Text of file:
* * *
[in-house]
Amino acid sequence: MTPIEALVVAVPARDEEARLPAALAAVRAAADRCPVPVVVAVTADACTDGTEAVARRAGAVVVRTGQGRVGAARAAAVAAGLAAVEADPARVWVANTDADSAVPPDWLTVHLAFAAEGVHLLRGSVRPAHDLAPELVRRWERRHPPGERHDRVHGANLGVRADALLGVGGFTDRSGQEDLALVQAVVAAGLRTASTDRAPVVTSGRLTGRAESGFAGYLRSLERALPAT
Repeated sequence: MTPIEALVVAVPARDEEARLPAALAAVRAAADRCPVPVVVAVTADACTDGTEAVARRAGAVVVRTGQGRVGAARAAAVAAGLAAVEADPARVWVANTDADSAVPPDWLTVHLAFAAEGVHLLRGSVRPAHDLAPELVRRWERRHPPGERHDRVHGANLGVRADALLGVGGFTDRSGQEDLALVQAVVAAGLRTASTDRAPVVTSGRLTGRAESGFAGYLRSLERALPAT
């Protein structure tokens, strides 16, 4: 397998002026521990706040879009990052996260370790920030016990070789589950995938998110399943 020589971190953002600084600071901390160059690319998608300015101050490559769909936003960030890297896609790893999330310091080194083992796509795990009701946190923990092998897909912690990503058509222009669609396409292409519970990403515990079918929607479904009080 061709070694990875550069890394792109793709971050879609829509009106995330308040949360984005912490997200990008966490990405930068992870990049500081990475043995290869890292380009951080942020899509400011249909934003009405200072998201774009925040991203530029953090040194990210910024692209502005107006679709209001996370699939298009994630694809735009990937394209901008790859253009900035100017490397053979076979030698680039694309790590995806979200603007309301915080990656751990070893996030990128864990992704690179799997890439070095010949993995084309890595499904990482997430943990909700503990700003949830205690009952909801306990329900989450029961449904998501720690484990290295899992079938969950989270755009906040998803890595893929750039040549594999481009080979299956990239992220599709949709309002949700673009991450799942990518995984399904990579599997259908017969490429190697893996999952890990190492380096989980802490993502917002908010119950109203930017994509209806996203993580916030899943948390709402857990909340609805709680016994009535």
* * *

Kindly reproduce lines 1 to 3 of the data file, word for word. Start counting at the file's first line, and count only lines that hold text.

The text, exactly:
[in-house]
Amino acid sequence: MTPIEALVVAVPARDEEARLPAALAAVRAAADRCPVPVVVAVTADACTDGTEAVARRAGAVVVRTGQGRVGAARAAAVAAGLAAVEADPARVWVANTDADSAVPPDWLTVHLAFAAEGVHLLRGSVRPAHDLAPELVRRWERRHPPGERHDRVHGANLGVRADALLGVGGFTDRSGQEDLALVQAVVAAGLRTASTDRAPVVTSGRLTGRAESGFAGYLRSLERALPAT
Repeated sequence: MTPIEALVVAVPARDEEARLPAALAAVRAAADRCPVPVVVAVTADACTDGTEAVARRAGAVVVRTGQGRVGAARAAAVAAGLAAVEADPARVWVANTDADSAVPPDWLTVHLAFAAEGVHLLRGSVRPAHDLAPELVRRWERRHPPGERHDRVHGANLGVRADALLGVGGFTDRSGQEDLALVQAVVAAGLRTASTDRAPVVTSGRLTGRAESGFAGYLRSLERALPAT